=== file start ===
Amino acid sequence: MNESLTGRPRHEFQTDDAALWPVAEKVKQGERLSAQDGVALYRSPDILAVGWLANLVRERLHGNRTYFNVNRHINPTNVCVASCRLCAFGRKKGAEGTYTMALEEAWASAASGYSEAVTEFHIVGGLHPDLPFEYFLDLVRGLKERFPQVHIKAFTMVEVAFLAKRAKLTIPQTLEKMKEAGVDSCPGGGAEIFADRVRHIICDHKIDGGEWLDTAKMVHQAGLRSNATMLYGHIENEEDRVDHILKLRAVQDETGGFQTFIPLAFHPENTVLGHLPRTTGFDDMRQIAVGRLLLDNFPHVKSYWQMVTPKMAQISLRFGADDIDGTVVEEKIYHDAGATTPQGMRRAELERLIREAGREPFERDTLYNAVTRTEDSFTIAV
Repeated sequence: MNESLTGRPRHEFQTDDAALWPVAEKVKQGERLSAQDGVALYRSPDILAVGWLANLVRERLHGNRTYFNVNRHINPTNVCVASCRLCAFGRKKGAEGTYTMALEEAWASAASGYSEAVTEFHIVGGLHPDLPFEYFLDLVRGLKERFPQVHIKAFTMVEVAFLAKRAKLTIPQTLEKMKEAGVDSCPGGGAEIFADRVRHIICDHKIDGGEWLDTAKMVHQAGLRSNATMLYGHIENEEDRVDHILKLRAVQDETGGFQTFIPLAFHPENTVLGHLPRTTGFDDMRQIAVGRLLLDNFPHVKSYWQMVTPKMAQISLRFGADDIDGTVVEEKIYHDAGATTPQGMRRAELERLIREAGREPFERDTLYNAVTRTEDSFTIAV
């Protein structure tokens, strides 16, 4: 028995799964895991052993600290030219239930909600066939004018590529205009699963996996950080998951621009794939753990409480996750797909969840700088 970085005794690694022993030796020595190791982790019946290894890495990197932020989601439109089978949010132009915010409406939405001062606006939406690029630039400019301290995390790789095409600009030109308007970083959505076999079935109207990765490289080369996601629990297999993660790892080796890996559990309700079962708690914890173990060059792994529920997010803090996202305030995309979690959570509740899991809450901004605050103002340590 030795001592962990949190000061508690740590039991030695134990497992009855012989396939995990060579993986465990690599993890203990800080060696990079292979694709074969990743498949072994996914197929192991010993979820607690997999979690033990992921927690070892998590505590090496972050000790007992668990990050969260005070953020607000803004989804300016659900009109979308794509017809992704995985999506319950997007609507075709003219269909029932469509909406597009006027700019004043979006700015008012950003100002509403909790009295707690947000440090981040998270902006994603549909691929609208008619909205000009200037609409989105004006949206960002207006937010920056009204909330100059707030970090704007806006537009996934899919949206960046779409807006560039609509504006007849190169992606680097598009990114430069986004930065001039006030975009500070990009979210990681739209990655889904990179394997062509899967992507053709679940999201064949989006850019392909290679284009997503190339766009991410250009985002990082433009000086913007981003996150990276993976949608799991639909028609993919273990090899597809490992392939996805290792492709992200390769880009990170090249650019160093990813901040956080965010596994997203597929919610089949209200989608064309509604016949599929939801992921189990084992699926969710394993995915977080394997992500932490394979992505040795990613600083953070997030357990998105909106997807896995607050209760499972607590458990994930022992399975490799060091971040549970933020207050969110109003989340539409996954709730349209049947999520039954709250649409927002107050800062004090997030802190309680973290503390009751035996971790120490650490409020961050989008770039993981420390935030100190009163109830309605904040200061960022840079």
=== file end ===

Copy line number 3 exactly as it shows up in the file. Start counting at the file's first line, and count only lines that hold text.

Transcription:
């Protein structure tokens, strides 16, 4: 028995799964895991052993600290030219239930909600066939004018590529205009699963996996950080998951621009794939753990409480996750797909969840700088 970085005794690694022993030796020595190791982790019946290894890495990197932020989601439109089978949010132009915010409406939405001062606006939406690029630039400019301290995390790789095409600009030109308007970083959505076999079935109207990765490289080369996601629990297999993660790892080796890996559990309700079962708690914890173990060059792994529920997010803090996202305030995309979690959570509740899991809450901004605050103002340590 030795001592962990949190000061508690740590039991030695134990497992009855012989396939995990060579993986465990690599993890203990800080060696990079292979694709074969990743498949072994996914197929192991010993979820607690997999979690033990992921927690070892998590505590090496972050000790007992668990990050969260005070953020607000803004989804300016659900009109979308794509017809992704995985999506319950997007609507075709003219269909029932469509909406597009006027700019004043979006700015008012950003100002509403909790009295707690947000440090981040998270902006994603549909691929609208008619909205000009200037609409989105004006949206960002207006937010920056009204909330100059707030970090704007806006537009996934899919949206960046779409807006560039609509504006007849190169992606680097598009990114430069986004930065001039006030975009500070990009979210990681739209990655889904990179394997062509899967992507053709679940999201064949989006850019392909290679284009997503190339766009991410250009985002990082433009000086913007981003996150990276993976949608799991639909028609993919273990090899597809490992392939996805290792492709992200390769880009990170090249650019160093990813901040956080965010596994997203597929919610089949209200989608064309509604016949599929939801992921189990084992699926969710394993995915977080394997992500932490394979992505040795990613600083953070997030357990998105909106997807896995607050209760499972607590458990994930022992399975490799060091971040549970933020207050969110109003989340539409996954709730349209049947999520039954709250649409927002107050800062004090997030802190309680973290503390009751035996971790120490650490409020961050989008770039993981420390935030100190009163109830309605904040200061960022840079």